Lost Lake Ski Jump

Summers at Lost Lake are known today for their mild diversions of picnicking, sunbathing, and paddling in inflatable Explorer 200 boats. But during the late ‘70s to early ‘80s the lake was home to Whistler’s “Summer Air Ramp” – a ski jump that launched aerialists high into the air and then deep into the water, allowing them to practice their somersaults and twists in the off-season.

Aerial practice. David Lalik Collection.

Planning for the ramp was initiated in 1977 by local freestyle skiers, commonly referred to at the time as “hot-doggers,” frustrated at the lack of aerial opportunities at Whistler’s glacier summer camps. Instead of relying on a summer snow pack that was, at the best of times, “quirky,” they proposed to create opportunities for aerial training in the valley.

Funding for freestyle skiing in the west was virtually non-existent at the time, so the aerialists banded together with local community members to gather funds and expertise to begin the project.

With no development permit or permission from the SLRD, an inconspicuous site needed to be chosen. Thankfully, all eyes were on the new Village at this time, which had just had its first phase of development completed, and Lost Lake was remote enough not to draw undue attention from local authorities.

Construction was a cooperative effort – timber was scrounged from various sources in town and the plastic grass that had been used as the ski out from the old Olive Chair was salvaged from the Function Junction dump. The piecing together of timber and final overlay of the “Green Meanie” grass remarkably only took two weeks.

Looking down the ramp. David Lalik Collection.

At its completion the ramp projected 20 feet out over the lake. Skiers would ride down the steep ramp, over the slippery plastic grass, and launch themselves as high as 40 feet above the water. “Injuries were commonplace,” says David Lalik, one of the original workers on the ramp, “but [an] acceptable risk in the sport and environment of the day.” The ramp became renowned for being particularly gnarly, even by professional aerialists, and there was sufficient demand for a second, novice ramp to be constructed after the first season of training. By 1979 Lost Lake had become a popular summer hangout for locals – many of which were spectators of the experimental aerial training. The Whistler Answer from this Summer explains that, “the vicarious excitement of watching some ‘less than hot’-dogger pull off a full face landing upon completion of a faultless flip is enough to liven up the most boring tanning session.”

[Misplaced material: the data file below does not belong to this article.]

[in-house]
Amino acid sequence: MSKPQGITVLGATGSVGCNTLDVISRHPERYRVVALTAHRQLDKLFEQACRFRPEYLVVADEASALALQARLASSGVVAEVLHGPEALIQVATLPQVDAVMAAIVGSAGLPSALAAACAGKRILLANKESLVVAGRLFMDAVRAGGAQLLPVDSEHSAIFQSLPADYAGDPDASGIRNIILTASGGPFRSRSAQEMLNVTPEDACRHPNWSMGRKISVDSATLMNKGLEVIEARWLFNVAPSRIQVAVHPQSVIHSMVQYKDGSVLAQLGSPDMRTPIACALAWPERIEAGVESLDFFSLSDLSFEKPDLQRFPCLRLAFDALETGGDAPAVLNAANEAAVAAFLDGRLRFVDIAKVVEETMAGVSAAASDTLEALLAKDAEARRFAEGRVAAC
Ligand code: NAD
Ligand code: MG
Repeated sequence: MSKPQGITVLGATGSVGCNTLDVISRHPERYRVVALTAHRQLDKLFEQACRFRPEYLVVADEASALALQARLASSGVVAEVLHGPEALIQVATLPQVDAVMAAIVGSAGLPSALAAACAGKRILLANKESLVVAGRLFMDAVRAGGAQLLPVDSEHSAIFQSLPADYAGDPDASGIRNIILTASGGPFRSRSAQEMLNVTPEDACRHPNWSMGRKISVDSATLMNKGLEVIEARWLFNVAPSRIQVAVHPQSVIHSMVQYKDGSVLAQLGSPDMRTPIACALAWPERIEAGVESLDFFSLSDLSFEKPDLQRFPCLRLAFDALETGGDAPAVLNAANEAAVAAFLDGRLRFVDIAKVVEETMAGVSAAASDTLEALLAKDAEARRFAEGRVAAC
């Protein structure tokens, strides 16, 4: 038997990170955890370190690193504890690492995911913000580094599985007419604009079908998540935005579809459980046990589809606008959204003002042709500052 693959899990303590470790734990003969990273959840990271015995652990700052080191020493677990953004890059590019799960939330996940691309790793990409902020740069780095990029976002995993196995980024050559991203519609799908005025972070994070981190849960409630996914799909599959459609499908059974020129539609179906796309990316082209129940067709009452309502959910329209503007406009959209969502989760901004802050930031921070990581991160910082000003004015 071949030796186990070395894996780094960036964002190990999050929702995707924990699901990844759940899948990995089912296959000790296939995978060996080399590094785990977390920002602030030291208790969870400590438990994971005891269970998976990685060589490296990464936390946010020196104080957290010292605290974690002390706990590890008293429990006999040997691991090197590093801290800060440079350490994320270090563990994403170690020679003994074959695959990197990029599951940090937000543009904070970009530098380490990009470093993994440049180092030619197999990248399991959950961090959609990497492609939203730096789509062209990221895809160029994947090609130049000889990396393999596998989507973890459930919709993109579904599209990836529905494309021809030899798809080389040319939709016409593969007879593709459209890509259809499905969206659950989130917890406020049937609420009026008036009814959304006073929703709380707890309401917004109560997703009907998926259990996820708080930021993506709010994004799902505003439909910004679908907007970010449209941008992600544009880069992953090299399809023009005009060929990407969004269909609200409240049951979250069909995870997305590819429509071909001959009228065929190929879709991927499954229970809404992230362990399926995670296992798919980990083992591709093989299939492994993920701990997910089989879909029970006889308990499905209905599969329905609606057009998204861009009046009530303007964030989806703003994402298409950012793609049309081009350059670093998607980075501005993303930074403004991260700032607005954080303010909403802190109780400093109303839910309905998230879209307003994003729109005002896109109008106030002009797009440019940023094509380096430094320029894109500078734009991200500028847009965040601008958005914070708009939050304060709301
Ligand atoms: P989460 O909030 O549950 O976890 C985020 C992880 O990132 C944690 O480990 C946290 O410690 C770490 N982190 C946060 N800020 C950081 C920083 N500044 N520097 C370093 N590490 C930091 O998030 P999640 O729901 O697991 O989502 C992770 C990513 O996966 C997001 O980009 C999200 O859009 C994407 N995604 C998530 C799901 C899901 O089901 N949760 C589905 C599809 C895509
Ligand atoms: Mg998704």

Sponsors began to show an interest in the ramp and competitions started in 1981. The events only got bigger as the Summer Air Camps kicked off the next year – Lost Lake had become a renowned destination for off-season jumping! Offering training from national team coach Peter Judge (current CEO of the Canadian Freestyle Ski Association), the camps attracted all kinds of aerialists, from new to experienced. Having the lakefront crowded with hundreds of spectators was no longer anything new, and often film crews would record events for television broadcast.

Spectators at the jump. David Lalik Collection.

Lost Lake failed to remain as remote as it once had been, and the site eventually became part of the revitalization that installed the Fairmont golf course. As Dave Lalik explains, “this ‘undesirable lot’ and their ramshackle mess … wouldn’t fit in with the new expanded, sanitized, recreation master-plan of contoured 12 foot paradise paths to ‘Lost Lake’.”

Lost Lake had been found.

-Written by guest blogger, Melinda Muller

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One response to “Lost Lake Ski Jump

  1. Great article, seeing these old pictures brings back great memories jumping and training at Lost Lake. Dave was way ahead of his time in constructing this ramp. In fact I bought this ramp from Dave and his partners Dave and Dave in the eighties and enjoyed it until the town of Whistler tore it down. I still head up to Lost Lake and reminisce of great times had by all in those good old days.
    thanks
    Brian Hoy

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